Matildas still alive after miracle of Montpellier

SKIPPER Sam Kerr had a defiant message for the haters as the Matildas bounced back from two goals down to upstage Brazil and revive their World Cup hopes. 

Despair, delight and drama abounded at Stade de la Mosson, where the video assistant referee had a hand in upholding an own goal to Monica that turned out to be Australia's winner.

A loss would almost certainly have left the world No.6 Matildas hoping to sneak out of the group as one of the better third-placed teams, and exacerbated the cross-examination of Ante Milicic's side and the upheaval around Alen Stajcic's sacking.


But they stood tall to see off their South American arch-rivals for the fifth consecutive time and now only have world No.53 World Cup newbies Jamaica left to tackle in Grenoble next week.

"There were a lot of critics talking about us," captain Sam Kerr said.

"But we're back, so suck on that one.

"We don't listen to the haters.

"I love these girls, they're something else. We knew we were a top-10 team, now we're back in it."

Emotions get the better of Matildas skipper Sam Kerr.
Emotions get the better of Matildas skipper Sam Kerr.

A revamped Australian XI laid on all the pressure in the first half, keep two-thirds of possession though unable to turn opportunities into clear-cut chances.

Then, a 27th-minute Marta penalty and 38th-minute Cristiane header had their backs against the wall.

But Caitlin Foord came to the rescue just before the break and standout player Chloe Logarzo banged in absolute belter on the hour, before Monica's 66th-minute header into her own net sealed the end-to-end affair.

"It's a big result for us and we needed that today," Milicic said.

"Today was a real Australian performance for the girls and I'm delighted for them.

"This team doesn't give up and we like to do it the hard way.

"Let's not get ahead of ourselves. It's a win, we're off the mark, it's three points."

Brazil’s Thaisa confronts referee Esther Staubli after Australia’s third goal.
Brazil’s Thaisa confronts referee Esther Staubli after Australia’s third goal.


The VAR got a good workout, starting when Australia appealed for a penalty in the 20th minute after Tameka Tallop went down in the box.

A lengthy review showed little contact and that the decision of Swiss referee Asther Staubli to leave it had been correct.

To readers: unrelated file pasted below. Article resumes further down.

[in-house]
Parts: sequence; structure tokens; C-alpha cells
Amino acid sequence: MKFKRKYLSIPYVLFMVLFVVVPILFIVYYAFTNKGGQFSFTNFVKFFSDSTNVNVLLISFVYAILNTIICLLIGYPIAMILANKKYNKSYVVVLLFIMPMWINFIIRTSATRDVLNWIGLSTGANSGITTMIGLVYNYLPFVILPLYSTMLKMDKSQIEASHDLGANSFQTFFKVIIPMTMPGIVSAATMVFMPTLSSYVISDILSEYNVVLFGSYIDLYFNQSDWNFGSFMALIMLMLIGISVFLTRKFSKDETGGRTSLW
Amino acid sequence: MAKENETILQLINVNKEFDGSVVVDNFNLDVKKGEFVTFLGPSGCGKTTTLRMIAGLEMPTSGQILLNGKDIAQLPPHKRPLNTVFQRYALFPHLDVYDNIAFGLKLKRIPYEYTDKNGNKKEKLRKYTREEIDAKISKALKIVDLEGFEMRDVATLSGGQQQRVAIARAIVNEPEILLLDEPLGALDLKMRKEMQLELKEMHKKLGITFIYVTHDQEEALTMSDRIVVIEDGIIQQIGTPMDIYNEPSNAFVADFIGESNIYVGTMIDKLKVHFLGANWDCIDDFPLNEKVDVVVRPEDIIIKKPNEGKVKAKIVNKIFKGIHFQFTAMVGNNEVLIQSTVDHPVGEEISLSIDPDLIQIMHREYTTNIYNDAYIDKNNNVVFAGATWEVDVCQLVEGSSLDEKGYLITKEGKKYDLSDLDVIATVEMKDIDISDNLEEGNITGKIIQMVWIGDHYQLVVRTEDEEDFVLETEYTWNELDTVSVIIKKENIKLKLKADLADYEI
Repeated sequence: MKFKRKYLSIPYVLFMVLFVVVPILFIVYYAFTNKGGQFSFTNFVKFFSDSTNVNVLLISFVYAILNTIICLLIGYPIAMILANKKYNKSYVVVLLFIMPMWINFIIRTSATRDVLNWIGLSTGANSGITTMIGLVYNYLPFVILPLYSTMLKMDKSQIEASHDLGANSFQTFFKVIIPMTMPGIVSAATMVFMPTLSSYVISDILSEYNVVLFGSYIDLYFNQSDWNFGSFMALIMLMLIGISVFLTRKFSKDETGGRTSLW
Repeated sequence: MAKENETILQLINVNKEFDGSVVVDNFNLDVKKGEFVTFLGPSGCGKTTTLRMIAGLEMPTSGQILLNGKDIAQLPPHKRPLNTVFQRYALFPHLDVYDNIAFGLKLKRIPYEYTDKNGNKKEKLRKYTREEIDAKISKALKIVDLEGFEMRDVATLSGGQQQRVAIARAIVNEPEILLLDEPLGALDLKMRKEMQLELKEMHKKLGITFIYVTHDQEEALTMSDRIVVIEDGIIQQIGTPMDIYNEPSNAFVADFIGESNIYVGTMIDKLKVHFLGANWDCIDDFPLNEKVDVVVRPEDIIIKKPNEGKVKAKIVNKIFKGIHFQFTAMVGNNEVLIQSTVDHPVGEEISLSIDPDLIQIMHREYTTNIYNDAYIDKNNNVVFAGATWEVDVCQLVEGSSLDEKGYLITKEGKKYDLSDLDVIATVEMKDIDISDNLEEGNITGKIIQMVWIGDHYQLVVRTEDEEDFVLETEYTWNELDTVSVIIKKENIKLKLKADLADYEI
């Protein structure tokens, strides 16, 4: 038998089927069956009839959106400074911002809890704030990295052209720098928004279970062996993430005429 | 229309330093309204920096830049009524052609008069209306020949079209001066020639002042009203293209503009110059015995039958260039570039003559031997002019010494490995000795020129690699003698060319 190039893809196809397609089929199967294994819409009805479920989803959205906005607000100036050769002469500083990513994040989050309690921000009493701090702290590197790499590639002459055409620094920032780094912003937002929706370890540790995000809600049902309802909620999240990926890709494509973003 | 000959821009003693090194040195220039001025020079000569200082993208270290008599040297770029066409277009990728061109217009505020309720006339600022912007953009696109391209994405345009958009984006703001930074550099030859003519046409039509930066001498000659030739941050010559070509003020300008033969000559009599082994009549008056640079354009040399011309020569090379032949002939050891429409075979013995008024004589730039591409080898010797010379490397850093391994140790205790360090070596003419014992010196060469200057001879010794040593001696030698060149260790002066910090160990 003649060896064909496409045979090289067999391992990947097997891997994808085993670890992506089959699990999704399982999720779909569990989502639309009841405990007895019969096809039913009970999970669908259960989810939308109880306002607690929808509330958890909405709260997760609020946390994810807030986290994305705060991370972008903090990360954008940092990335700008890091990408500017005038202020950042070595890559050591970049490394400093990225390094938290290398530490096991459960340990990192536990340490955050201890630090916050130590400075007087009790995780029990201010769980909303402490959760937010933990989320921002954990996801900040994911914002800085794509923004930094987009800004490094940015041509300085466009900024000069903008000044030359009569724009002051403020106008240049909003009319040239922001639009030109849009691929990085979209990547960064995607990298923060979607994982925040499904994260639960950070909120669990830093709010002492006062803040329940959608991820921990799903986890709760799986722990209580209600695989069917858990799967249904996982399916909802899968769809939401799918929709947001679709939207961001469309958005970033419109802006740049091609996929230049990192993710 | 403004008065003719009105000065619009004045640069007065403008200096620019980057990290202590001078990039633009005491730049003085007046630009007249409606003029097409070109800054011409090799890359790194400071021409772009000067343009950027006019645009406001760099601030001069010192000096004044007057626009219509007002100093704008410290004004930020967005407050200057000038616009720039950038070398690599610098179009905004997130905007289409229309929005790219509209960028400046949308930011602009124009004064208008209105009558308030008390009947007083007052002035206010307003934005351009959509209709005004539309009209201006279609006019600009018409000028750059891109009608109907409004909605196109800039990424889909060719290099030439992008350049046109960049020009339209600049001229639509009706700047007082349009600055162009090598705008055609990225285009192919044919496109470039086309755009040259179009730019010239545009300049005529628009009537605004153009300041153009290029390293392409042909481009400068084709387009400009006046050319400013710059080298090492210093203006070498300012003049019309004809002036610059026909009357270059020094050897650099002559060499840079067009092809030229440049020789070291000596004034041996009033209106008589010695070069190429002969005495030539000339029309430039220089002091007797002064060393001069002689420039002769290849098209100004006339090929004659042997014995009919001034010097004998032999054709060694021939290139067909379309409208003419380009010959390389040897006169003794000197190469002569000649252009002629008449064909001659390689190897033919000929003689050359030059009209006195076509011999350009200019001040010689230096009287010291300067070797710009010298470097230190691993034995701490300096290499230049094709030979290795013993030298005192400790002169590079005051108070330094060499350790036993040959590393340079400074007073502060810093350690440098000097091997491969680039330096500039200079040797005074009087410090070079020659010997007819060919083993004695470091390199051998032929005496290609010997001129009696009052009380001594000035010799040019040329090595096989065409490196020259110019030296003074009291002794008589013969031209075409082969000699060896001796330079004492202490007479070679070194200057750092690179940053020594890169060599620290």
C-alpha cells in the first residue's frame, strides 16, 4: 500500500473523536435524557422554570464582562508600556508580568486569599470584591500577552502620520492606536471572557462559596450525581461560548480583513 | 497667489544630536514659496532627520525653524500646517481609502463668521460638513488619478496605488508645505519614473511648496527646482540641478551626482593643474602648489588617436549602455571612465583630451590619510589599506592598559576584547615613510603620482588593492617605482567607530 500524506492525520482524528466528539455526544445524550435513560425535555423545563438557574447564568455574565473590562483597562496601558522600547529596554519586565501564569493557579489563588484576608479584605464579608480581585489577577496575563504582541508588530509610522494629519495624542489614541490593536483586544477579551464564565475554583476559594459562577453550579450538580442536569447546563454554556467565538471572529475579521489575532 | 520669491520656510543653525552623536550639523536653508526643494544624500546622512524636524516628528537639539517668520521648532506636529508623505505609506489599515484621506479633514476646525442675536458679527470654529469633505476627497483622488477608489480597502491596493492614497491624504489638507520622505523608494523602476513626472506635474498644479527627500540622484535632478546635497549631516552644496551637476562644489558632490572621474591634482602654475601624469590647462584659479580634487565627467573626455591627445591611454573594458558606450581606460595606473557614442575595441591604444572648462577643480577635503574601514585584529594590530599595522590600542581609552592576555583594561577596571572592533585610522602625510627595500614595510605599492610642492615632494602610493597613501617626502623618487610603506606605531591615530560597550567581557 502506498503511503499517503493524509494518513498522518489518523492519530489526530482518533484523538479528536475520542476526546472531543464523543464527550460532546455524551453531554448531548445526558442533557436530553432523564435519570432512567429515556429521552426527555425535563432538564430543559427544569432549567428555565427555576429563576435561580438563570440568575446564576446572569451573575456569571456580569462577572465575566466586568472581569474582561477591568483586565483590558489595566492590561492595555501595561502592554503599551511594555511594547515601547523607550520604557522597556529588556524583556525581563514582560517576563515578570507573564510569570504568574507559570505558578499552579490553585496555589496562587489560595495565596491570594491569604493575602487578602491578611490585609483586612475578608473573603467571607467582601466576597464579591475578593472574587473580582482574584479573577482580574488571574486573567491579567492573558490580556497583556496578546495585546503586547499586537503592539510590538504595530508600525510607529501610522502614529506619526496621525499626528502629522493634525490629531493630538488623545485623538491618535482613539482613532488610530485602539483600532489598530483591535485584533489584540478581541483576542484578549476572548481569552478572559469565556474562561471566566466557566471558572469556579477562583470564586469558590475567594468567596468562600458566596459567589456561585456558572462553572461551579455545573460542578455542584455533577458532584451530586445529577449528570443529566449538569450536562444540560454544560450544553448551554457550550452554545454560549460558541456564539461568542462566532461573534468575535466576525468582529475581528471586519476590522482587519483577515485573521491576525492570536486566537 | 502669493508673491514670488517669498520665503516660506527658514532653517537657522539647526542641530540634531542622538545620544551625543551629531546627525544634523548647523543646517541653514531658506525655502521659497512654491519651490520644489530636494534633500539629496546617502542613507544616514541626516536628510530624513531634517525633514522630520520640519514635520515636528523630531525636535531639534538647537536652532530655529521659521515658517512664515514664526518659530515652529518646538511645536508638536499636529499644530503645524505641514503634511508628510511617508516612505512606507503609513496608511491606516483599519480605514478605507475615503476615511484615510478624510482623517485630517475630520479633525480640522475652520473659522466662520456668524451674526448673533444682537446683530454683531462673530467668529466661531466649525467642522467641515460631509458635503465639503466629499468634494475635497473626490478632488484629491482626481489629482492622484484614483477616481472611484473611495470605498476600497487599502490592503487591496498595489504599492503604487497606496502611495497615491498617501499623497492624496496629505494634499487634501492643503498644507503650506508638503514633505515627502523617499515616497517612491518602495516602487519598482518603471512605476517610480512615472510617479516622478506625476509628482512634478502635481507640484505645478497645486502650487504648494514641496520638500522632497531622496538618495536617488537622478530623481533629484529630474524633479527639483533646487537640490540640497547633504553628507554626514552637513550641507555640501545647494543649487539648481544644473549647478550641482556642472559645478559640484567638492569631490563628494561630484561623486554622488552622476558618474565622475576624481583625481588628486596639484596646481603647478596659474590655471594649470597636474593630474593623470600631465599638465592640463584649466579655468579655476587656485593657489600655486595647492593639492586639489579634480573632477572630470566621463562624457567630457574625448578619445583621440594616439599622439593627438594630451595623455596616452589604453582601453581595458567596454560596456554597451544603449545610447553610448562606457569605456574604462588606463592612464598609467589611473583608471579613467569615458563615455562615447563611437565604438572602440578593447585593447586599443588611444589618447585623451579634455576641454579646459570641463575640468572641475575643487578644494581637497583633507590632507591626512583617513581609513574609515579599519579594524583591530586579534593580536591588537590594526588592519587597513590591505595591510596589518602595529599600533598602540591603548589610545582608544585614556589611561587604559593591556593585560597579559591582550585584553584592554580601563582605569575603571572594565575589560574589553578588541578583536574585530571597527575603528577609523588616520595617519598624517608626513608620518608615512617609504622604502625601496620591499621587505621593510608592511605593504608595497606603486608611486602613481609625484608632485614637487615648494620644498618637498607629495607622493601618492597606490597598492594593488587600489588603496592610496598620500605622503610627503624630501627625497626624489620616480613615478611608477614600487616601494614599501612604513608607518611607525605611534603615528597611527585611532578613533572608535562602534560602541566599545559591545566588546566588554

Five minutes later up the other end Brazil had more luck when Elise Kellond-Knight pulled down Andressa in the area and Marta made no mistake putting away the penalty.

The real controversy came for Australia's third goal when Kerr, from an offside position, became involved in an aerial challenge with Kathellen and Monica just before Monica unwittingly headed the ball into her own net.

Staubli originally disallowed the goal but after a review decided that because Kerr had been grappling with Kathellen she had not interfered enough with Monica to negate the own goal.



She was no guarantee to start, having sat out the Jamaica win through injury. But Marta was clearly being saved for this game, and in sending Lydia Williams the wrong way from the spot became the first player to score in five separate World Cup editions. The global icon, now 33, also extended her World Cup all-time scoring record to 16 goals.


There was a sense Caitlin Foord wasn't being properly utilised as a No.10. These last few games Milicic has persisted with the Sydney FC and Portland Thorns forward in the centre and she's toiled without really getting into the game.

Out on the left the 24-year-old didn't disappoint, and her efforts paid off when Tameka Yallop recycled a Kerr chance and Chloe Logarzo flicked the ball to Foord for a close-range finish that doubled as the first goal Brazil have conceded in a World Cup group game since 2003 - a run of 10 group games without conceding.


Questions were arising as to whether Milicic was willing to change what wasn't working.

It was now or never and, when it came to the line-up at least, he delivered.

Foord's positional shift and Logarzo's move back to midfield were the big ones but the introduction of Emily Gielnik also caught attention.

The loss of Hayley Raso's movement on the right wing was replaced with Gielnik's additional physicality. Then the curve ball: Elise Kellond-Knight deputising at left-back to cater for Steph Catley's move to central defence.


And Brazil's second goal proved it. In one fell swoop Tamires had nutmegged Gielnik and then found Debinha in space.

Cristiane was ready at the back post for the cross and the 34-year-old out-leapt Catley for the header.

The move was efficient but was also made easier by a series of little errors.

Afterwards, Carpenter could be seen giving it Gielnik.